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David Price

Assumed office 
January 3, 1997
Preceded by Fred Heineman
In office
January 3, 1987 – January 3, 1995
Preceded by Bill Cobey
Succeeded by Fred Heineman

Born August 17, 1940 (1940-08-17) (age 69)
Erwin, Tennessee
Political party Democratic
Spouse(s) Lisa Price
Children Karen Price
Michael Price
Residence Chapel Hill, North Carolina
Alma mater Mars Hill College, University of North Carolina, Yale University
Occupation College Professor
Religion Baptist

David Eugene Price (born August 17, 1940) is a professor and politician currently serving as Democratic member of the United States House of Representatives, representing the 4th district of North Carolina.[1] The district includes portions of Raleigh, Cary, as well as all of Durham and Chapel Hill, and surrounding suburbs.


Early life and education

Born in Erwin, Tennessee, Price attended Mars Hill College in Mars Hill, North Carolina when it was a junior college.[2] He later transferred to the University of North Carolina at Chapel Hill after winning a scholarship and earned a B.A. degree in 1961.[2] Price continued his education at Yale University where he received a theology degree (1964) and a Ph.D. in political science (1969).[3] Originally intent on becoming an engineer, Price decided instead to study divinity and political science.[2]


He served as an aide to Alaska Senator Bob Bartlett from 1963 to 1967 and then entered academia, working as a political science and public policy professor at Duke University from 1973 until his first campaign for Congress in 1986.[3] He also served as a Duke professor during 1995 and 1996, when he was not in Congress.[3]

Price worked for the North Carolina Democratic Party from 1979 to 1984.[3] Price has written a political science textbook entitled The Congressional Experience, from the perspective of a candidate for office, and then, a member of Congress.

Price also served as executive director and then state chair for the North Carolina Democratic Party prior to being elected to Congress.[2]




Price first entered Congress in 1987 after defeating one-term Republican Rep. Bill Cobey[3] and served there continuously until the 104th Congress. That year, he was narrowly defeated by Republican Fred Heineman during the Republican Revolution of 1994, in part to lower-than-expected turnout in the Democratic stronghold of Orange County (home to Chapel Hill), but despite the fact that heavily Republican Randolph County had been excised from the Fourth District during redistricting prior to that election year.[2]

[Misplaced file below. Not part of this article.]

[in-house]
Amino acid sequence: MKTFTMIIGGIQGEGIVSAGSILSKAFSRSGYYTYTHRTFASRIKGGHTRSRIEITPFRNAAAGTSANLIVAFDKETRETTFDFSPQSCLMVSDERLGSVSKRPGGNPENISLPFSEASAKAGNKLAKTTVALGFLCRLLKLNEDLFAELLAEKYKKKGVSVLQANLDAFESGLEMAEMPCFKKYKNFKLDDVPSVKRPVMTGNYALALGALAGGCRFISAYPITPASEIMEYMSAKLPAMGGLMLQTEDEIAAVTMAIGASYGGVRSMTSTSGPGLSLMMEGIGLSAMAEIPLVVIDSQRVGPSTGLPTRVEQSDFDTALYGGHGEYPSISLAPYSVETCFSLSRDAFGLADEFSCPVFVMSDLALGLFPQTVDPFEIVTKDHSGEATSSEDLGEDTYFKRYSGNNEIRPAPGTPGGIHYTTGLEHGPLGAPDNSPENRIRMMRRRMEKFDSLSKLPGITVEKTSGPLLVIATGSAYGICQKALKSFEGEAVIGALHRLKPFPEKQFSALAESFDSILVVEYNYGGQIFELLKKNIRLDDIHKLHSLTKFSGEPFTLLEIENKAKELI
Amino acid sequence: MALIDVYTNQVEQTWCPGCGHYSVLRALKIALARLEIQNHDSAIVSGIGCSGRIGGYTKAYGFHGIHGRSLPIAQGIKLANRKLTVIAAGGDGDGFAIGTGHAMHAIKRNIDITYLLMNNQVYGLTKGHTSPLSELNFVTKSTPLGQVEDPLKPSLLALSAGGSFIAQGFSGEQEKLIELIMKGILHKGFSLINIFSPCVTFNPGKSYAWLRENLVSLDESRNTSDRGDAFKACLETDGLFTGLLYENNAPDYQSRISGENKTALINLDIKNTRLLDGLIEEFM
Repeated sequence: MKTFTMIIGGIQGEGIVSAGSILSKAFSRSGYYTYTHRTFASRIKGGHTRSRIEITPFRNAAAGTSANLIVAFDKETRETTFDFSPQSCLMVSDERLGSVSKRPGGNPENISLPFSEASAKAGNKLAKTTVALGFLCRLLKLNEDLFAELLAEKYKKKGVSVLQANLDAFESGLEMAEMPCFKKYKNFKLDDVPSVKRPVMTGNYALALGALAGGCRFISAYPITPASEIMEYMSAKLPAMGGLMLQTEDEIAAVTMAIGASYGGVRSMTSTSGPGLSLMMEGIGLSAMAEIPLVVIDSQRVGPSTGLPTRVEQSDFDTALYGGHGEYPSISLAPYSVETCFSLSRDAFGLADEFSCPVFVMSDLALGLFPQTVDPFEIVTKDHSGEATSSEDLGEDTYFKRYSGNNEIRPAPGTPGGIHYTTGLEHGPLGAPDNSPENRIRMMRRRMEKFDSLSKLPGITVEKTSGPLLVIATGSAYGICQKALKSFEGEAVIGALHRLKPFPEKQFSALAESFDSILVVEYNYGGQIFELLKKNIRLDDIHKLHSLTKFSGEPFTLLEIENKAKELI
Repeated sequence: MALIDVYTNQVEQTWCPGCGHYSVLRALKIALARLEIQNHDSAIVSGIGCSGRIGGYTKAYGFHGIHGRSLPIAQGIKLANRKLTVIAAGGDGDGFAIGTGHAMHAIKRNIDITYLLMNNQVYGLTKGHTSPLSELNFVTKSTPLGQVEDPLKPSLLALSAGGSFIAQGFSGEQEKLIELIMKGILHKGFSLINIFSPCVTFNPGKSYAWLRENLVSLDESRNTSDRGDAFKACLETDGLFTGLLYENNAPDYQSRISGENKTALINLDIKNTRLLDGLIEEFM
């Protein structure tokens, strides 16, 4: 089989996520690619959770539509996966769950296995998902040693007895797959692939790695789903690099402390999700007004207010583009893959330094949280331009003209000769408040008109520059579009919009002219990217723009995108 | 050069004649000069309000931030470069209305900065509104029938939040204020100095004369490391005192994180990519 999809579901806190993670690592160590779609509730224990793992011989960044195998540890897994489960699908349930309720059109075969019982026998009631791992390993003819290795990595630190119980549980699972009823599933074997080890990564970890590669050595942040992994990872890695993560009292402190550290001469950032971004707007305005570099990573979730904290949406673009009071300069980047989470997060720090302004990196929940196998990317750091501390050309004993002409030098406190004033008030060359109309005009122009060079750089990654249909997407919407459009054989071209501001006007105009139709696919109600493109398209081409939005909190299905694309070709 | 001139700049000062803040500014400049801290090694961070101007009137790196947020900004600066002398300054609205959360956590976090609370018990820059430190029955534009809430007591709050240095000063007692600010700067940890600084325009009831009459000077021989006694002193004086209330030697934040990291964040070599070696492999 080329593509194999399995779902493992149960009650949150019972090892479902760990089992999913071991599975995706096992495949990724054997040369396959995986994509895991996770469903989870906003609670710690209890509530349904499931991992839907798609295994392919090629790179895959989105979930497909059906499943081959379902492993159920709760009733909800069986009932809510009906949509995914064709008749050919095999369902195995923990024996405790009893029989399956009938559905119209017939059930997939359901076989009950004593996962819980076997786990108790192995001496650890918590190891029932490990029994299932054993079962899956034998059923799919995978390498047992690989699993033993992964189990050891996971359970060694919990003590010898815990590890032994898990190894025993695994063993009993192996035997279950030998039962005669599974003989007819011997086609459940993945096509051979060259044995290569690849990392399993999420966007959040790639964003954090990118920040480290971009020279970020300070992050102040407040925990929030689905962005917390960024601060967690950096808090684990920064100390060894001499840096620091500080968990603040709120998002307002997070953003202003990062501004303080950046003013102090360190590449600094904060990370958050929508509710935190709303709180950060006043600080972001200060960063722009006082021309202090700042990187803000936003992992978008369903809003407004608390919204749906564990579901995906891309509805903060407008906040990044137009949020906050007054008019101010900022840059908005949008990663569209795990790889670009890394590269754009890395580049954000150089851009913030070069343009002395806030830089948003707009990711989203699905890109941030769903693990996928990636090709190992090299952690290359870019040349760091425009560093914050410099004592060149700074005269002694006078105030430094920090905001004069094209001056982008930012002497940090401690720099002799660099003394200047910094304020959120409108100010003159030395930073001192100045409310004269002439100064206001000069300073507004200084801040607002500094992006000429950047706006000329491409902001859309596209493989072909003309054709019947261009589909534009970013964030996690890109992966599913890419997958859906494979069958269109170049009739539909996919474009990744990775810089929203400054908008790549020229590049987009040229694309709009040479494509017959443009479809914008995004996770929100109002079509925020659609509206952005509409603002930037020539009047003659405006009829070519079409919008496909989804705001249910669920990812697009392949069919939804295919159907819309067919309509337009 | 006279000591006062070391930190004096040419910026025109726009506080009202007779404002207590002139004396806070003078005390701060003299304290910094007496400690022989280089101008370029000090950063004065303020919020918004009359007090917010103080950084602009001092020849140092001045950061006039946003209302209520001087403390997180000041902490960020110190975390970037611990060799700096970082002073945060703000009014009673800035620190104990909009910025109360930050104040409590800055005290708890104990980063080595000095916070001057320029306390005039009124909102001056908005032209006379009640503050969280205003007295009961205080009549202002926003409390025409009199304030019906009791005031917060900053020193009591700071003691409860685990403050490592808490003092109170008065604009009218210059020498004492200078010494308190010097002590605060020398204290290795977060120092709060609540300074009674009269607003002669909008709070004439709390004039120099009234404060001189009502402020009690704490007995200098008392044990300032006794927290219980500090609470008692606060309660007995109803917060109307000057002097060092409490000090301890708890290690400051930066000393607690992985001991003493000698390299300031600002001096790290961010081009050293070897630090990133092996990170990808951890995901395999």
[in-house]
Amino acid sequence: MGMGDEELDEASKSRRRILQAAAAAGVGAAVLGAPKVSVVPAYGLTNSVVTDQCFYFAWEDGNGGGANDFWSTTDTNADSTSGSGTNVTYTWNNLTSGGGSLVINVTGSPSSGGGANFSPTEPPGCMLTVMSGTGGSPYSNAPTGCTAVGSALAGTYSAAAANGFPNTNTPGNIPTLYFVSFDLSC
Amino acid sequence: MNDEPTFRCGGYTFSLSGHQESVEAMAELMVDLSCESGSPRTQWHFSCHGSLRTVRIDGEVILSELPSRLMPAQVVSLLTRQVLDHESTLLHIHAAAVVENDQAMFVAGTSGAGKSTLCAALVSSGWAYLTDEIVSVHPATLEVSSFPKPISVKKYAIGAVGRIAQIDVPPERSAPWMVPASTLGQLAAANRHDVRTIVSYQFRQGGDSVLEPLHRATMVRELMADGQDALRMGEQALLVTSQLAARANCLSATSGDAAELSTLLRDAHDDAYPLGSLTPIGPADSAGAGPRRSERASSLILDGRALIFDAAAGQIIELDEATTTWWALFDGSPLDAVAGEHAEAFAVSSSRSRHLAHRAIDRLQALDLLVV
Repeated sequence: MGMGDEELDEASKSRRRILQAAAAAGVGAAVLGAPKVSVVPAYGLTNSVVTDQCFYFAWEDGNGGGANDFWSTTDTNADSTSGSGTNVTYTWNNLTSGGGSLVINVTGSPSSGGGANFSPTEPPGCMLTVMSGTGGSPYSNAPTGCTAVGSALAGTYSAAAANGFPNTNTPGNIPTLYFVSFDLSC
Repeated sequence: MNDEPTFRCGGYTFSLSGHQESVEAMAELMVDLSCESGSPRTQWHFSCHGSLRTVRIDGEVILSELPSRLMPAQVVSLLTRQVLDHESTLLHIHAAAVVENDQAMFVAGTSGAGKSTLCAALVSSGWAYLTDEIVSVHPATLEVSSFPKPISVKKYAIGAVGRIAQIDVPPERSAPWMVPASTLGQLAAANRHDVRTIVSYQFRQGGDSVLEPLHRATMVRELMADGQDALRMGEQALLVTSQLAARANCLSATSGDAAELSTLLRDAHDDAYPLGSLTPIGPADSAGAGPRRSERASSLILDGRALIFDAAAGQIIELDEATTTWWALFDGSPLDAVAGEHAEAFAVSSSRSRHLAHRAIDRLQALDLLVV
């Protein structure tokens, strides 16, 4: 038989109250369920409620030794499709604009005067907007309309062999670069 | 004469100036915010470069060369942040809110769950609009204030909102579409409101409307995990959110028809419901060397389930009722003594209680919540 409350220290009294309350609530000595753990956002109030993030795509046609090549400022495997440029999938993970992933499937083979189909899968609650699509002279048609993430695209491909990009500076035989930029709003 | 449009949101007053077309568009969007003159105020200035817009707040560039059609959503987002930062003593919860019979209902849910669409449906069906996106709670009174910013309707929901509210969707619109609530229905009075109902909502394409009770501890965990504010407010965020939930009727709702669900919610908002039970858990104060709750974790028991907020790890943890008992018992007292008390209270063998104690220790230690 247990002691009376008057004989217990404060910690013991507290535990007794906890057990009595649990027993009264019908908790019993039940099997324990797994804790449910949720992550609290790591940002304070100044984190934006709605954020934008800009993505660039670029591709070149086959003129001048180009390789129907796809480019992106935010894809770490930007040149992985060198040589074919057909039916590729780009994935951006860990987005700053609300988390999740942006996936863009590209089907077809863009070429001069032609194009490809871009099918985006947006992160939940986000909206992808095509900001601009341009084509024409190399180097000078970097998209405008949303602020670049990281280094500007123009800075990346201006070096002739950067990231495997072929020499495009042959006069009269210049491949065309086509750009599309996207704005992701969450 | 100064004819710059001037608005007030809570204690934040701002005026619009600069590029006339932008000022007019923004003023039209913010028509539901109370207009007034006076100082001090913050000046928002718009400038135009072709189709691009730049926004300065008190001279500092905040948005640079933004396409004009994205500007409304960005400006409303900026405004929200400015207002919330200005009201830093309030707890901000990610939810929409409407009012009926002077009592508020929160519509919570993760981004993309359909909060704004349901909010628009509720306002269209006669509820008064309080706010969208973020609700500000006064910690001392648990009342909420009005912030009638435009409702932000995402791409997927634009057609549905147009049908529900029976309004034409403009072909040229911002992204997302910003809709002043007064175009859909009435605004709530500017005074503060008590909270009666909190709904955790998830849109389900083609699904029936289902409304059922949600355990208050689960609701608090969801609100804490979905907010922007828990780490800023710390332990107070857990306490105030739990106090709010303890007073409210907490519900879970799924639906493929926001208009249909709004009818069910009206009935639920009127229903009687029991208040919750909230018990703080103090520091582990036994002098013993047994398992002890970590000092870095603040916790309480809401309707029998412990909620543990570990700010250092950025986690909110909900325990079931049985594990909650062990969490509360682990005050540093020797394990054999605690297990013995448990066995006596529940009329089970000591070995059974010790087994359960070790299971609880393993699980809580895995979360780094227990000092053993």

Price defeated Heineman in a rematch and returned to the seat following the 1996 elections. He was helped in part by the addition of heavily Democratic Durham to the district, as well as a tremendous get-out-the-vote effort among students at UNC. In addition, voters were not happy with the lack of progress made by the freshman class on the goals of the Contract with America.[4]

Price was elected to his 10th term (sixth consecutive) in the 2006 Congressional elections, earning 65% of the popular vote.

2008 campaign

Price's opponent in the 2008 election was Republican B.J. Lawson. Lawson was called the most formidable opposition Price has faced since he was defeated by Heineman in 1994,[5] and ran television ads, which Price's opponents usually do not do.[6] Despite increased efforts and expenditures by his Republican opponent, Price still defeated Lawson by 63% to 37%.[7]

2010 Campaign

After B.J. Lawson announced he would no longer run against Price in 2010[8], international banker and political newcomer Frank Roche announced his intention to run as Price's main opposition.

Political positions

Price was an early opponent of the Iraq War and has sponsored a potential bill to bring conduct of private military companies working in Iraq under legal jurisdiction of the United States.[9] He has also introduced legislation to prohibit contractors from performing interrogations of prisoners in the custody of intelligence agencies.[10]

As chairman of the House subcommittee responsible for determining the budget for the Department of Homeland Security, Price is seeking to focus immigration enforcement efforts on criminal convicts and suspects.[11]